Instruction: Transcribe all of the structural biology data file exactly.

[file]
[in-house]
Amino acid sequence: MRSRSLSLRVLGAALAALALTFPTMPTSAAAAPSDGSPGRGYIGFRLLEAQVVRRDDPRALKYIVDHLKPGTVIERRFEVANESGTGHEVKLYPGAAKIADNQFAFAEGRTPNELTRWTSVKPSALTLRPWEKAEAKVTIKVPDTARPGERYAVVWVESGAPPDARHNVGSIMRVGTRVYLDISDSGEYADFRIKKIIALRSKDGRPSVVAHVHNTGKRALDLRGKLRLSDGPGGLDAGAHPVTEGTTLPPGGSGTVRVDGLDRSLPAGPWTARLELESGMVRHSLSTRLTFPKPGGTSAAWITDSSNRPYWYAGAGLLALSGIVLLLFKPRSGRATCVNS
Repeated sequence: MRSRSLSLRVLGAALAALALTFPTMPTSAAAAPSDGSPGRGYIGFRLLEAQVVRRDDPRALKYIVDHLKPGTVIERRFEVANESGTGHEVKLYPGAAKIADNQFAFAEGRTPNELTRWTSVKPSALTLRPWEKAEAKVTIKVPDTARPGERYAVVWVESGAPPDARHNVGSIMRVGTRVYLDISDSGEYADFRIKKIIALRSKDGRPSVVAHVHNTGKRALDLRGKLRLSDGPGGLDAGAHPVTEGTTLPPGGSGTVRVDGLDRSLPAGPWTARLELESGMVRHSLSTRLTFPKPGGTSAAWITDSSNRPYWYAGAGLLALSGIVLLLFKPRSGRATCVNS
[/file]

[in-house]
Amino acid sequence: MRSRSLSLRVLGAALAALALTFPTMPTSAAAAPSDGSPGRGYIGFRLLEAQVVRRDDPRALKYIVDHLKPGTVIERRFEVANESGTGHEVKLYPGAAKIADNQFAFAEGRTPNELTRWTSVKPSALTLRPWEKAEAKVTIKVPDTARPGERYAVVWVESGAPPDARHNVGSIMRVGTRVYLDISDSGEYADFRIKKIIALRSKDGRPSVVAHVHNTGKRALDLRGKLRLSDGPGGLDAGAHPVTEGTTLPPGGSGTVRVDGLDRSLPAGPWTARLELESGMVRHSLSTRLTFPKPGGTSAAWITDSSNRPYWYAGAGLLALSGIVLLLFKPRSGRATCVNS
Repeated sequence: MRSRSLSLRVLGAALAALALTFPTMPTSAAAAPSDGSPGRGYIGFRLLEAQVVRRDDPRALKYIVDHLKPGTVIERRFEVANESGTGHEVKLYPGAAKIADNQFAFAEGRTPNELTRWTSVKPSALTLRPWEKAEAKVTIKVPDTARPGERYAVVWVESGAPPDARHNVGSIMRVGTRVYLDISDSGEYADFRIKKIIALRSKDGRPSVVAHVHNTGKRALDLRGKLRLSDGPGGLDAGAHPVTEGTTLPPGGSGTVRVDGLDRSLPAGPWTARLELESGMVRHSLSTRLTFPKPGGTSAAWITDSSNRPYWYAGAGLLALSGIVLLLFKPRSGRATCVNS